The eyes of the world are focused on the United Nations in New York this week in an amazing turnabout in international politics. We could have been in the midst of a Middle East war with the United States and France having attacked Syria, triggering resumed fighting across the border of southern Lebanon and Israel. Instead, the UN is back on center stage, the Security Council is functioning again, and its five permanent powers are in a constructive dialogue over chemical weapons in Syria for the first time in two and a half years.
And in an immensely encouraging sign, we have the presence in New York of the new president of Iran, Hasan Rouhani, clearly intent on improving relations with the US and President Obama and talking the language of peace on how to accommodate Iran’s right to have a civil nuclear-power program with respected non-proliferation treaty safeguards to prevent the manufacture of nuclear weapons.
It should be a source of pride to the British people that their democratic chamber of the House of Commons responded to their views and ignored the advice of their prime minister and foreign secretary. It is now crystal clear that the US intention was to bomb Syria a few days after that debate, possibly as early as that weekend.
To find as historically significant a debate, one has to go back to the World War II, to the second day of a no-confidence debate in the government on May 8, 1940, when the Labor Party, in opposition, announced that it would vote against Prime Minister Neville Chamberlain. The government was not defeated, and what was significant was not the 30 Conservatives who voted against, but the 60 who abstained, forcing Chamberlain to resign and enabling Winston Churchill to succeed him as prime minister.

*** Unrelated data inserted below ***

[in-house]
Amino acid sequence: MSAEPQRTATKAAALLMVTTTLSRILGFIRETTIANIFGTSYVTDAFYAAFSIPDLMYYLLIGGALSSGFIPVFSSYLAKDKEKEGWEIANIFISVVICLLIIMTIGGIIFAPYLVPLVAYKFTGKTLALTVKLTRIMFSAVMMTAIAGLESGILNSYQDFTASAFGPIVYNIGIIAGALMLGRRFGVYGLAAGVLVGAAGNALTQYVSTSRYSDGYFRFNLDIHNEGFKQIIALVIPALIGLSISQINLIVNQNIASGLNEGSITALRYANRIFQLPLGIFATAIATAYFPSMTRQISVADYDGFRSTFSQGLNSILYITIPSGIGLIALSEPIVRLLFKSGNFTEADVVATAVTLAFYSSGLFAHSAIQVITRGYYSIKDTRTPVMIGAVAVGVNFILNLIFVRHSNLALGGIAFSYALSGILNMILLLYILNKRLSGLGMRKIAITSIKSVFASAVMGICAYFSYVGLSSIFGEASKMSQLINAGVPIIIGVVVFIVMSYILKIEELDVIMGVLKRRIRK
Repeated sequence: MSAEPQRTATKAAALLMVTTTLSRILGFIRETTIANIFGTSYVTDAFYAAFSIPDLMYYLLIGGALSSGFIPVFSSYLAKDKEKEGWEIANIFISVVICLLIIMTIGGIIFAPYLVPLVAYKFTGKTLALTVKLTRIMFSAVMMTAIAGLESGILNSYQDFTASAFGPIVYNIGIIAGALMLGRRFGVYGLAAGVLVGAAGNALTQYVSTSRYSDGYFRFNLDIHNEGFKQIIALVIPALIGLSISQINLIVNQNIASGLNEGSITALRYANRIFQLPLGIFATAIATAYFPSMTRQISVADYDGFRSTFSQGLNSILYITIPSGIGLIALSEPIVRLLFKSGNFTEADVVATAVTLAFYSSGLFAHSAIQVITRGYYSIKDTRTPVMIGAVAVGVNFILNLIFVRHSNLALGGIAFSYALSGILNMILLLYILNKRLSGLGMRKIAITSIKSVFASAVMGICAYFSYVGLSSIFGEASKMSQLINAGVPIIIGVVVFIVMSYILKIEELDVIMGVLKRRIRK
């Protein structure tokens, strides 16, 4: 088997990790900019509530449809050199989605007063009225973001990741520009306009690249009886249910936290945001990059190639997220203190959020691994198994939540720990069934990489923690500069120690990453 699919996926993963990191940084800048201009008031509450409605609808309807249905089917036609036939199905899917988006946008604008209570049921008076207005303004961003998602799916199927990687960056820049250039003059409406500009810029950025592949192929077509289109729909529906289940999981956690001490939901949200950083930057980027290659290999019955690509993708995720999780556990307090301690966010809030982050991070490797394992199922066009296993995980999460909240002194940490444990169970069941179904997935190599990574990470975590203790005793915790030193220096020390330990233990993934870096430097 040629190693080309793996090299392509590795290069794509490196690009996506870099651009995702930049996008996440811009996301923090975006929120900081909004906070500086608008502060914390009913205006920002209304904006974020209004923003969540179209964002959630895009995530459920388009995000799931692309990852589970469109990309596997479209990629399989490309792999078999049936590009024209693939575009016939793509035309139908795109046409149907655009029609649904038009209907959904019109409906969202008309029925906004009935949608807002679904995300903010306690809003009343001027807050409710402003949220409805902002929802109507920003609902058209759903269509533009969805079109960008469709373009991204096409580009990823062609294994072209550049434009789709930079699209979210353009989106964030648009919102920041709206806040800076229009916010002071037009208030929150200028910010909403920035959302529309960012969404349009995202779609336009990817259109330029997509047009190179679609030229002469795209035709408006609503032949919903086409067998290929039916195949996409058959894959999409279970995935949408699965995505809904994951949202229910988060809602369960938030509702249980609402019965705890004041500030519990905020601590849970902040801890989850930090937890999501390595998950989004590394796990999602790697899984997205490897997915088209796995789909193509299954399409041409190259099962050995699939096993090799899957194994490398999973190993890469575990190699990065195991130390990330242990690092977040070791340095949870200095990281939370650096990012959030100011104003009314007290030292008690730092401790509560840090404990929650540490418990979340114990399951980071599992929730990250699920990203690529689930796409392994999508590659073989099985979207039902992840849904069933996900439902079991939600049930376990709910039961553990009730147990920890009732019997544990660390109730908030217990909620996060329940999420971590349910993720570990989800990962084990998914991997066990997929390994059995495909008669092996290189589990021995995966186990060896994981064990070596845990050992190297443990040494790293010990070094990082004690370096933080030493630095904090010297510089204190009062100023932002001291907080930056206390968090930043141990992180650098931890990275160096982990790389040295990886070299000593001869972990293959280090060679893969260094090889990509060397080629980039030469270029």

Similarly, it was the 95 abstentions this most recent vote that ensured that Prime Minister David Cameron had no alternative but to accept that Britain would not participate in any bombing of Syria and paved the way for Mr. Obama to announce that he too would consult Congress. It also paved the way for the G20 meeting in St. Petersburg to provide the occasion for Obama to talk directly with Russian President Vladimir Putin on Syria and the subsequent US-Russian diplomacy.
Now, this week in New York, diplomacy must move on to lay the foundation for a negotiated settlement of the long and bitter civil war in Syria. The crucial step is for the US president to make it clear to the Iranian president that Iran would be welcome to participate in a Middle East conference on Syria. If Israel is also invited, so much the better, but that is a matter best left for their two presidents to discuss. The vital step is to involve Iran.
Why is it so vital to involve Iran? The reason is simple: realpolitik based on four facts. Iran is involved already on the ground with its elite Revolutionary Guard. Iran helps finance Russian-made arms for Syria. Iran has a crucial influence on Hezbollah, the Shiite fighters based in Lebanon who are also on the ground in Syria. Iran, as a Shiite-majority country, is also close in religious terms to the Alawite minority in Syria, from which the Assad regime, first the father and now the son, draws its strength.